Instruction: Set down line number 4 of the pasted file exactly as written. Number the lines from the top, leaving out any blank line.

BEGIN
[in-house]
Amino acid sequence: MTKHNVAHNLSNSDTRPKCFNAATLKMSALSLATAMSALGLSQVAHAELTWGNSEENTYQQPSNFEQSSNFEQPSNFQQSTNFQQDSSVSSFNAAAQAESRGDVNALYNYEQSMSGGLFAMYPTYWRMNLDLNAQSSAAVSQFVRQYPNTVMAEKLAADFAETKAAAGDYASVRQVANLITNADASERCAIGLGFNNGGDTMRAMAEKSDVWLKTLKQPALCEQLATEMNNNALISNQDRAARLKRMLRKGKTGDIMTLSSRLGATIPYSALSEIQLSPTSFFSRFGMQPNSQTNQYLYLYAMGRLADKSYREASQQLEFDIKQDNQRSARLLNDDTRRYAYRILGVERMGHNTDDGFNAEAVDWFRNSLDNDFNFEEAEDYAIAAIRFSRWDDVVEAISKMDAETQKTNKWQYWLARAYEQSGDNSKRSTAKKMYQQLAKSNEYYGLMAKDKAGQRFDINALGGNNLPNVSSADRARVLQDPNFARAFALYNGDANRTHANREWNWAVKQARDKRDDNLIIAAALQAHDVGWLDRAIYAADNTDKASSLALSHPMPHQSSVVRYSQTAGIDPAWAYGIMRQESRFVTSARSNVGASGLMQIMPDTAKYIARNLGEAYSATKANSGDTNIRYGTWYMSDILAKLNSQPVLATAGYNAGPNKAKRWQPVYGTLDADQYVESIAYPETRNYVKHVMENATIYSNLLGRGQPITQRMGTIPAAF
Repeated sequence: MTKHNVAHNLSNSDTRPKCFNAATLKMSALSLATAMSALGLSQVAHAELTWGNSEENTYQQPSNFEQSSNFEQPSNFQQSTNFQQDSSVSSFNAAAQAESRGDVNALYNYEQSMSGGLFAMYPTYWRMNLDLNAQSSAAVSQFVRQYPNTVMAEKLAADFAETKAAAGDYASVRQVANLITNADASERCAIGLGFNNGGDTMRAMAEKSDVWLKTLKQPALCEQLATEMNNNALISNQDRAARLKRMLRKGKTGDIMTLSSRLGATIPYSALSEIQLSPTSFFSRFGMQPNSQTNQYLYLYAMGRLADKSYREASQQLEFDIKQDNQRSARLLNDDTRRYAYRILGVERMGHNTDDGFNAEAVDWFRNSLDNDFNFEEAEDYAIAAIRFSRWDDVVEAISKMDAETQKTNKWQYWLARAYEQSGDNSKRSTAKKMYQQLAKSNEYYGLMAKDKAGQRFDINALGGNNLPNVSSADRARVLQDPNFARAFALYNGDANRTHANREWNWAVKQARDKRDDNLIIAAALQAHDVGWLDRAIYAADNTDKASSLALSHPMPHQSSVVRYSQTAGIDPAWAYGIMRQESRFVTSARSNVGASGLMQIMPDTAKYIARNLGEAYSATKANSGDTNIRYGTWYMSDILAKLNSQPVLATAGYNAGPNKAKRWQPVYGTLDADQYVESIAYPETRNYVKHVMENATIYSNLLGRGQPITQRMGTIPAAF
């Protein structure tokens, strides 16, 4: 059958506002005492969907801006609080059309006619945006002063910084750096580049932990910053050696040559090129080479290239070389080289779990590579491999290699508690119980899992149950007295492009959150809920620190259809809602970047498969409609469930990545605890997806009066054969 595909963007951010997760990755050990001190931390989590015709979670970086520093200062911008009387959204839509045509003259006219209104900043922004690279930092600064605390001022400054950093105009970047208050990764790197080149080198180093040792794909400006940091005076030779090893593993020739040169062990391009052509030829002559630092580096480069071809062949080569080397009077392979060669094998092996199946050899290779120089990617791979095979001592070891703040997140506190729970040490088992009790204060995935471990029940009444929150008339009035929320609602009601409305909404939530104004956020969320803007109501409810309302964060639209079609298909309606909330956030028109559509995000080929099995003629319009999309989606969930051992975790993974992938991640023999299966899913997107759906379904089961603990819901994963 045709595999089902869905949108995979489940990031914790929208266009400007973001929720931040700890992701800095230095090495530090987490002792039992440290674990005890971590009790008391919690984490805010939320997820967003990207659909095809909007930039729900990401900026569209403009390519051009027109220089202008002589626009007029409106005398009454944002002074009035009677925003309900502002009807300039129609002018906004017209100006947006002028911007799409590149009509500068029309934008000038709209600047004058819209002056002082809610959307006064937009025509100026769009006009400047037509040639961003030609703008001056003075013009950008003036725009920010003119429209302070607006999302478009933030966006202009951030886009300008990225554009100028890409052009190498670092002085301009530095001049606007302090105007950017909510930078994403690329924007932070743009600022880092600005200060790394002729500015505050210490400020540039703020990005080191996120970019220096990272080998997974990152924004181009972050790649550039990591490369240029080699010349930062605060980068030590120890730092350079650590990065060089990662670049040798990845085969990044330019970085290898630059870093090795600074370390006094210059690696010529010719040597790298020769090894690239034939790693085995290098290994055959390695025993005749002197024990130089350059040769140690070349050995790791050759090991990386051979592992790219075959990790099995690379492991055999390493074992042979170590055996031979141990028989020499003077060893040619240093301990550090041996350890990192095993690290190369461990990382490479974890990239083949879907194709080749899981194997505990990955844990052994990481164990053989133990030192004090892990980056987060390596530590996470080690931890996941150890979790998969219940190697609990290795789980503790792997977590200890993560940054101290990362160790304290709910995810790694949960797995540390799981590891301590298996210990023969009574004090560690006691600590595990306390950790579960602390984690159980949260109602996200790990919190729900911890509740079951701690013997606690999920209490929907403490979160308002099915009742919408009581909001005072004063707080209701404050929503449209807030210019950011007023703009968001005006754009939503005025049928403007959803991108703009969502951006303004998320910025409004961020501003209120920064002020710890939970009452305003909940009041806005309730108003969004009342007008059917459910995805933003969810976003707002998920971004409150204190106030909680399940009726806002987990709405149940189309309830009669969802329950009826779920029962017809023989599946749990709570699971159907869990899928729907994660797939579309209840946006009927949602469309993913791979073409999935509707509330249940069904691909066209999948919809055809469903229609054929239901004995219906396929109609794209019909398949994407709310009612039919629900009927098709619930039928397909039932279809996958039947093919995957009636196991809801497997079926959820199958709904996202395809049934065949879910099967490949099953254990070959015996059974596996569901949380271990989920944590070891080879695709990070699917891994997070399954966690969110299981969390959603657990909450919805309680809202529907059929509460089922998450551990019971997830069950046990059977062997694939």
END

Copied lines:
């Protein structure tokens, strides 16, 4: 059958506002005492969907801006609080059309006619945006002063910084750096580049932990910053050696040559090129080479290239070389080289779990590579491999290699508690119980899992149950007295492009959150809920620190259809809602970047498969409609469930990545605890997806009066054969 595909963007951010997760990755050990001190931390989590015709979670970086520093200062911008009387959204839509045509003259006219209104900043922004690279930092600064605390001022400054950093105009970047208050990764790197080149080198180093040792794909400006940091005076030779090893593993020739040169062990391009052509030829002559630092580096480069071809062949080569080397009077392979060669094998092996199946050899290779120089990617791979095979001592070891703040997140506190729970040490088992009790204060995935471990029940009444929150008339009035929320609602009601409305909404939530104004956020969320803007109501409810309302964060639209079609298909309606909330956030028109559509995000080929099995003629319009999309989606969930051992975790993974992938991640023999299966899913997107759906379904089961603990819901994963 045709595999089902869905949108995979489940990031914790929208266009400007973001929720931040700890992701800095230095090495530090987490002792039992440290674990005890971590009790008391919690984490805010939320997820967003990207659909095809909007930039729900990401900026569209403009390519051009027109220089202008002589626009007029409106005398009454944002002074009035009677925003309900502002009807300039129609002018906004017209100006947006002028911007799409590149009509500068029309934008000038709209600047004058819209002056002082809610959307006064937009025509100026769009006009400047037509040639961003030609703008001056003075013009950008003036725009920010003119429209302070607006999302478009933030966006202009951030886009300008990225554009100028890409052009190498670092002085301009530095001049606007302090105007950017909510930078994403690329924007932070743009600022880092600005200060790394002729500015505050210490400020540039703020990005080191996120970019220096990272080998997974990152924004181009972050790649550039990591490369240029080699010349930062605060980068030590120890730092350079650590990065060089990662670049040798990845085969990044330019970085290898630059870093090795600074370390006094210059690696010529010719040597790298020769090894690239034939790693085995290098290994055959390695025993005749002197024990130089350059040769140690070349050995790791050759090991990386051979592992790219075959990790099995690379492991055999390493074992042979170590055996031979141990028989020499003077060893040619240093301990550090041996350890990192095993690290190369461990990382490479974890990239083949879907194709080749899981194997505990990955844990052994990481164990053989133990030192004090892990980056987060390596530590996470080690931890996941150890979790998969219940190697609990290795789980503790792997977590200890993560940054101290990362160790304290709910995810790694949960797995540390799981590891301590298996210990023969009574004090560690006691600590595990306390950790579960602390984690159980949260109602996200790990919190729900911890509740079951701690013997606690999920209490929907403490979160308002099915009742919408009581909001005072004063707080209701404050929503449209807030210019950011007023703009968001005006754009939503005025049928403007959803991108703009969502951006303004998320910025409004961020501003209120920064002020710890939970009452305003909940009041806005309730108003969004009342007008059917459910995805933003969810976003707002998920971004409150204190106030909680399940009726806002987990709405149940189309309830009669969802329950009826779920029962017809023989599946749990709570699971159907869990899928729907994660797939579309209840946006009927949602469309993913791979073409999935509707509330249940069904691909066209999948919809055809469903229609054929239901004995219906396929109609794209019909398949994407709310009612039919629900009927098709619930039928397909039932279809996958039947093919995957009636196991809801497997079926959820199958709904996202395809049934065949879910099967490949099953254990070959015996059974596996569901949380271990989920944590070891080879695709990070699917891994997070399954966690969110299981969390959603657990909450919805309680809202529907059929509460089922998450551990019971997830069950046990059977062997694939």